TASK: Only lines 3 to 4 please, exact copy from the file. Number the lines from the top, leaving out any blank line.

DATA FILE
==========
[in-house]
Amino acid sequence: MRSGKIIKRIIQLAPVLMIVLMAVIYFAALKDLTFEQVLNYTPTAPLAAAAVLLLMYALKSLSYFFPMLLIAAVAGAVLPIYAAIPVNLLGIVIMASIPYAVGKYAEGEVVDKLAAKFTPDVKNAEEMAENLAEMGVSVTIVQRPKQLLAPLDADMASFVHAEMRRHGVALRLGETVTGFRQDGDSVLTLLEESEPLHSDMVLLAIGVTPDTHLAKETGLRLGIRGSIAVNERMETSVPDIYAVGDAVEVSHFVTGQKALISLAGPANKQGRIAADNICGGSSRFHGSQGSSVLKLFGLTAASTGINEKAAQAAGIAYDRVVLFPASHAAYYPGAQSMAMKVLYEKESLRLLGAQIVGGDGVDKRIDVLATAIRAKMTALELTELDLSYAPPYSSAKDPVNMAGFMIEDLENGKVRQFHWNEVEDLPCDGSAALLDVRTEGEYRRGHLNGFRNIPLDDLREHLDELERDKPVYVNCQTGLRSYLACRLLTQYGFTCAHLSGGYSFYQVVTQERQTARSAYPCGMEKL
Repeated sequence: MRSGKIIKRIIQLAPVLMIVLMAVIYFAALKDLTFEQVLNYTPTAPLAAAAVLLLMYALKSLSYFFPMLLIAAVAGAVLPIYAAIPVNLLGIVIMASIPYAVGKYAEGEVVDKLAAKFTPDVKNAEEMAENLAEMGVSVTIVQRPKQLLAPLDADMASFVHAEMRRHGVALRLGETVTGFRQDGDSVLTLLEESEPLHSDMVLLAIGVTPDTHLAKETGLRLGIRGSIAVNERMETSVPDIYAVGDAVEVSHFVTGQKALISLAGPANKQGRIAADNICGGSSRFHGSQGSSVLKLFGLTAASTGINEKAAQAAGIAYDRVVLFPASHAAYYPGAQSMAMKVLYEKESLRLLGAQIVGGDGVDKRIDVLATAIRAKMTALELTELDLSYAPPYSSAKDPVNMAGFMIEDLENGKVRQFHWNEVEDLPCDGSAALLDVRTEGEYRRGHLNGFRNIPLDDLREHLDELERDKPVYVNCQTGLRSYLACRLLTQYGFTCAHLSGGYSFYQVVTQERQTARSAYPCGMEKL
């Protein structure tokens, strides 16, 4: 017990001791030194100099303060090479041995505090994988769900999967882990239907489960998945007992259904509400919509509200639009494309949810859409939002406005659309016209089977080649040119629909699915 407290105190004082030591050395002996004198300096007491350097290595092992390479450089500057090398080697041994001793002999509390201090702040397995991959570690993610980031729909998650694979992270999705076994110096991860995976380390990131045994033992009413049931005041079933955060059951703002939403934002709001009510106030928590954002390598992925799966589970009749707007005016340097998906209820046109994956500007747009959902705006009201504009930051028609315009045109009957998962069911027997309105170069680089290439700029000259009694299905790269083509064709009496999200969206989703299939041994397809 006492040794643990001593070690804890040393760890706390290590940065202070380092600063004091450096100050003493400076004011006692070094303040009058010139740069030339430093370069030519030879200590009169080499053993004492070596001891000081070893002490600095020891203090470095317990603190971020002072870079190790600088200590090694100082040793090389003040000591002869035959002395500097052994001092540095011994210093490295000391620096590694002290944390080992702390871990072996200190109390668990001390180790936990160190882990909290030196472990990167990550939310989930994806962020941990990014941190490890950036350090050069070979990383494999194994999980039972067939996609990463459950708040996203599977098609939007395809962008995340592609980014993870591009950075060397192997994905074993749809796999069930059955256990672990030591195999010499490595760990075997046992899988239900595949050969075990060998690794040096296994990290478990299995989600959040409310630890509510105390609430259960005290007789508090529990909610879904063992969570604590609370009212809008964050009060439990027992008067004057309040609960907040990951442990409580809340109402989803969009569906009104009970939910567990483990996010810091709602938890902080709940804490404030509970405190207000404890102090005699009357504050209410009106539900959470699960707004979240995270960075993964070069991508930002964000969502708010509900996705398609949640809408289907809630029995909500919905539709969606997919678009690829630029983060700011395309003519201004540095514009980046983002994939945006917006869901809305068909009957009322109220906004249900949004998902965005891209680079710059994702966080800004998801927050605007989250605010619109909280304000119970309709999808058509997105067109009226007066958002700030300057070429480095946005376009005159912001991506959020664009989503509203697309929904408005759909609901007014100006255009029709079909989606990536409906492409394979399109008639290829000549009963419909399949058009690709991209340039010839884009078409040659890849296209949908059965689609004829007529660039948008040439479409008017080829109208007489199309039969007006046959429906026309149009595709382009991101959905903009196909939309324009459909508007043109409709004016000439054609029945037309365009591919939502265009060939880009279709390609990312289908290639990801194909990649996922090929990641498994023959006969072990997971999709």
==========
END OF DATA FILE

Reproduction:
Repeated sequence: MRSGKIIKRIIQLAPVLMIVLMAVIYFAALKDLTFEQVLNYTPTAPLAAAAVLLLMYALKSLSYFFPMLLIAAVAGAVLPIYAAIPVNLLGIVIMASIPYAVGKYAEGEVVDKLAAKFTPDVKNAEEMAENLAEMGVSVTIVQRPKQLLAPLDADMASFVHAEMRRHGVALRLGETVTGFRQDGDSVLTLLEESEPLHSDMVLLAIGVTPDTHLAKETGLRLGIRGSIAVNERMETSVPDIYAVGDAVEVSHFVTGQKALISLAGPANKQGRIAADNICGGSSRFHGSQGSSVLKLFGLTAASTGINEKAAQAAGIAYDRVVLFPASHAAYYPGAQSMAMKVLYEKESLRLLGAQIVGGDGVDKRIDVLATAIRAKMTALELTELDLSYAPPYSSAKDPVNMAGFMIEDLENGKVRQFHWNEVEDLPCDGSAALLDVRTEGEYRRGHLNGFRNIPLDDLREHLDELERDKPVYVNCQTGLRSYLACRLLTQYGFTCAHLSGGYSFYQVVTQERQTARSAYPCGMEKL
């Protein structure tokens, strides 16, 4: 017990001791030194100099303060090479041995505090994988769900999967882990239907489960998945007992259904509400919509509200639009494309949810859409939002406005659309016209089977080649040119629909699915 407290105190004082030591050395002996004198300096007491350097290595092992390479450089500057090398080697041994001793002999509390201090702040397995991959570690993610980031729909998650694979992270999705076994110096991860995976380390990131045994033992009413049931005041079933955060059951703002939403934002709001009510106030928590954002390598992925799966589970009749707007005016340097998906209820046109994956500007747009959902705006009201504009930051028609315009045109009957998962069911027997309105170069680089290439700029000259009694299905790269083509064709009496999200969206989703299939041994397809 006492040794643990001593070690804890040393760890706390290590940065202070380092600063004091450096100050003493400076004011006692070094303040009058010139740069030339430093370069030519030879200590009169080499053993004492070596001891000081070893002490600095020891203090470095317990603190971020002072870079190790600088200590090694100082040793090389003040000591002869035959002395500097052994001092540095011994210093490295000391620096590694002290944390080992702390871990072996200190109390668990001390180790936990160190882990909290030196472990990167990550939310989930994806962020941990990014941190490890950036350090050069070979990383494999194994999980039972067939996609990463459950708040996203599977098609939007395809962008995340592609980014993870591009950075060397192997994905074993749809796999069930059955256990672990030591195999010499490595760990075997046992899988239900595949050969075990060998690794040096296994990290478990299995989600959040409310630890509510105390609430259960005290007789508090529990909610879904063992969570604590609370009212809008964050009060439990027992008067004057309040609960907040990951442990409580809340109402989803969009569906009104009970939910567990483990996010810091709602938890902080709940804490404030509970405190207000404890102090005699009357504050209410009106539900959470699960707004979240995270960075993964070069991508930002964000969502708010509900996705398609949640809408289907809630029995909500919905539709969606997919678009690829630029983060700011395309003519201004540095514009980046983002994939945006917006869901809305068909009957009322109220906004249900949004998902965005891209680079710059994702966080800004998801927050605007989250605010619109909280304000119970309709999808058509997105067109009226007066958002700030300057070429480095946005376009005159912001991506959020664009989503509203697309929904408005759909609901007014100006255009029709079909989606990536409906492409394979399109008639290829000549009963419909399949058009690709991209340039010839884009078409040659890849296209949908059965689609004829007529660039948008040439479409008017080829109208007489199309039969007006046959429906026309149009595709382009991101959905903009196909939309324009459909508007043109409709004016000439054609029945037309365009591919939502265009060939880009279709390609990312289908290639990801194909990649996922090929990641498994023959006969072990997971999709």